Immigration

Q. What does Judaism say about immigration?

A. Right now there is an intense debate in the United States and all advanced countries regarding how much immigration to allow, and what to do about those who are already living illegally in the country. The new law passed in Arizona particularly brought public attention to the topic. Even relatively poor countries can be flooded with immigrants if they happen to be richer than their nearest neighbors.

While Jewish tradition certainly cannot give us a definitive answer to what approach is best, it can help us clarify some of the values involved.

The Torah emphasizes in many places a positive, welcoming approach to the stranger or immigrant. Indeed, this attitude is described as one of the foremost lessons of our exile in Egypt. For instance, it is forbidden to take advantage of the alien’s vulnerability:

And don’t oppress the stranger nor pressure him, for you were strangers in the land of Egypt. (Exodus 22:20)
Don’t pressure the stranger; and you know the feelings of a stranger, for you were strangers in the land of Egypt. (Exodus 23:9)

The Torah even relates specifically to a refugee, one who is fleeing persecution:

Don’t turn in a slave to his master, when he flees to you from his master. Let him dwell with you in your midst, in the place he chooses in one of your gates as suits him; don’t oppress him. (Deuteronomy 23:16)

Note also that the Torah condemns the nations of Ammon and Moav for failing to show compassion to the people of Israel when we were refugees. (Deuteronomy 23:4-5.)

Some of the verses commanding compassion for a “stranger” refer to a proselyte and others refer to a true foreigner, but the underlying ethical message is the same.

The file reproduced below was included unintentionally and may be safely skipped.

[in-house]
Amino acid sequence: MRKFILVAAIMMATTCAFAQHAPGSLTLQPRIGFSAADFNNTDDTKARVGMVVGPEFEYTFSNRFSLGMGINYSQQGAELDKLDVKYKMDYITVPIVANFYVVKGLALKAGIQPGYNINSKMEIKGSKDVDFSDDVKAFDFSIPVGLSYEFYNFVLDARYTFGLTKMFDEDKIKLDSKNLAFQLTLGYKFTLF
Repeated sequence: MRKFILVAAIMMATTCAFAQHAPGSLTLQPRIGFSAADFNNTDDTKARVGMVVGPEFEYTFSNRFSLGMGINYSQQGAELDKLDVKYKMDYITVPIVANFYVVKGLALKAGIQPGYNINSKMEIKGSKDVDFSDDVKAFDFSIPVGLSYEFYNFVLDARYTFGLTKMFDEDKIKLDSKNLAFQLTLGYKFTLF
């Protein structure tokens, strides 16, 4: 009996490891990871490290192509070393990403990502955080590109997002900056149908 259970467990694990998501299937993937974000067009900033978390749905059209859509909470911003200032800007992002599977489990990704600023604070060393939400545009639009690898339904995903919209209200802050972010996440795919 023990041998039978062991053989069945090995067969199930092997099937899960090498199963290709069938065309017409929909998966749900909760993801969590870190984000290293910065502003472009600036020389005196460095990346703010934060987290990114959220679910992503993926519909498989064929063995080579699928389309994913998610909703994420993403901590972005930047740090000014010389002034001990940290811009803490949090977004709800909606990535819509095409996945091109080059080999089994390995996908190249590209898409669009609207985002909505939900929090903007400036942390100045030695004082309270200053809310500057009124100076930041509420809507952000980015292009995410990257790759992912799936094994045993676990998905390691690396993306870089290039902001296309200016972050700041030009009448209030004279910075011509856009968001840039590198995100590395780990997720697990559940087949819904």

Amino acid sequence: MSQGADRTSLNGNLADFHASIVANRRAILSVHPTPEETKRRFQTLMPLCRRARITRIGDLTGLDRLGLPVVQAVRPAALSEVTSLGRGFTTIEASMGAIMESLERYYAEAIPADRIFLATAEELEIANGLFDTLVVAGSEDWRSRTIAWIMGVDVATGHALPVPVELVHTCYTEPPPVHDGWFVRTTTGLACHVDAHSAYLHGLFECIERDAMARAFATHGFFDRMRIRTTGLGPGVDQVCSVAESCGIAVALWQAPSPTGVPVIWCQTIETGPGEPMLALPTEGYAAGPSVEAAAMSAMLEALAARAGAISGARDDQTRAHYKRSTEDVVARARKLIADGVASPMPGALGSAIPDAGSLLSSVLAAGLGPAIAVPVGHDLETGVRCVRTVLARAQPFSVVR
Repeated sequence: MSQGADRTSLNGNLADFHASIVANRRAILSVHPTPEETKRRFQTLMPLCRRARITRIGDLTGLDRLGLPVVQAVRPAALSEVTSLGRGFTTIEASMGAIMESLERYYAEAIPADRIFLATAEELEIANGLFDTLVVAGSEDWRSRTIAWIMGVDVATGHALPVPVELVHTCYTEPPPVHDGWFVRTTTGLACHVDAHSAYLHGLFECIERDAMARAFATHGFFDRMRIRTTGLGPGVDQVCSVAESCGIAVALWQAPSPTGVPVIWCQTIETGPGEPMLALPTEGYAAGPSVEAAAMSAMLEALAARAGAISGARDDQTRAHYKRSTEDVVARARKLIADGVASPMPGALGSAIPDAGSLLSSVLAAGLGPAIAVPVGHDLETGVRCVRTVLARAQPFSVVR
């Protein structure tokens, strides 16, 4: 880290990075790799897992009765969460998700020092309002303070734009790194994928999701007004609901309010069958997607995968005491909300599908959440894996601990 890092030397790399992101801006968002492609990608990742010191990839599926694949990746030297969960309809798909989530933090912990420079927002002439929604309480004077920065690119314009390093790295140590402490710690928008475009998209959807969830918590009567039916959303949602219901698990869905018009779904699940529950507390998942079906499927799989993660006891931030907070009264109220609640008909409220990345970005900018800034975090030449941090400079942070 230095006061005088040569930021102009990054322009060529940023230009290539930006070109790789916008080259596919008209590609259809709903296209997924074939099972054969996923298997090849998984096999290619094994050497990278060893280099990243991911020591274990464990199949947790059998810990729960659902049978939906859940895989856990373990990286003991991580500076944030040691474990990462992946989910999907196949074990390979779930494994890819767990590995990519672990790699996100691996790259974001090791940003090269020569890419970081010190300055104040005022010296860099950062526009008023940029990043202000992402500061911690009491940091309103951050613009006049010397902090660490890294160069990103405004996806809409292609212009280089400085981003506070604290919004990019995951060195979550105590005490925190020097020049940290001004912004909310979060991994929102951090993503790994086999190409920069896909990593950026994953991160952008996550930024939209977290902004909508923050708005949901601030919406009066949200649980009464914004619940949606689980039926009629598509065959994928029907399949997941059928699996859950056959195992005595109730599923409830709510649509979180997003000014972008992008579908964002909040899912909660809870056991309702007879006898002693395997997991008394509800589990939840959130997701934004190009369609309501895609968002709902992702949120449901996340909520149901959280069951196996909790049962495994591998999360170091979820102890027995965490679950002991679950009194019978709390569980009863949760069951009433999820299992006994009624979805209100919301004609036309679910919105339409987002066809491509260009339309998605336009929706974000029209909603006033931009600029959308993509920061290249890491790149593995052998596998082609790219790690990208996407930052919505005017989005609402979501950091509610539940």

Indeed, Rav Avraham Yitzchak HaCohen Kook wrote that having strangers among us is an essential element of a Jewish settlement. (1)

On the other hand, anyone can understand the difference between being hospitable and welcoming to aliens and refugees, and creating a situation where our community is so overwhelmed that we ourselves become the aliens and refugees. Sometimes there are objective resource constraints on immigration.

In the Middle Ages, many Jewish communities instituted a kind of communal regulation called chezkat hayishuv, or residence permit. Rabbi Yechiel Michal Epstein explains that even though many authorities felt there was no precedent in Jewish law for such a limitation, “for in what way did the current residents obtain ownership on dwelling in that town?”, even so it was accepted as a necessary piece of communal legislation. “And the reason is that Jewish settlement then was very precarious, and ruthless nations exiled them from place to place. And the more the settlement of Jews increased, the more anarchy reigned and sorrows abounded.”(2) History does show that when there were urgent cases of refugees that temporary exceptions were made to aid them.

So we seemingly find an encompassing range of opinion, from the verses of the Torah encouraging us to welcome total strangers to customs of some European communities which excluded even our own countrymen. But in fact there is no paradox and it is all the function of circumstances. To the extent that strangers are productive and law-abiding and don’t present an excessive burden, we are encouraged to learn from our own experience in exile to welcome them and even aid them.
If however we are in an unusual situation where accepting strangers presents a palpable threat to existing residents, then limitations or even total prohibitions can be justified, according to the circumstances.

My personal feeling is that in the United States today most communities are not facing any special danger from immigrants and efforts should be made to accommodate reasonable numbers of them. Others may view current circumstances differently. But the underlying Jewish message is clear: hospitality is the best policy unless there are pressing circumstances that make it impractical.

SOURCES: (1) Responsa Daat Cohen 235 (2) Arukh HaShulchan Choshen Mishpat 156:12.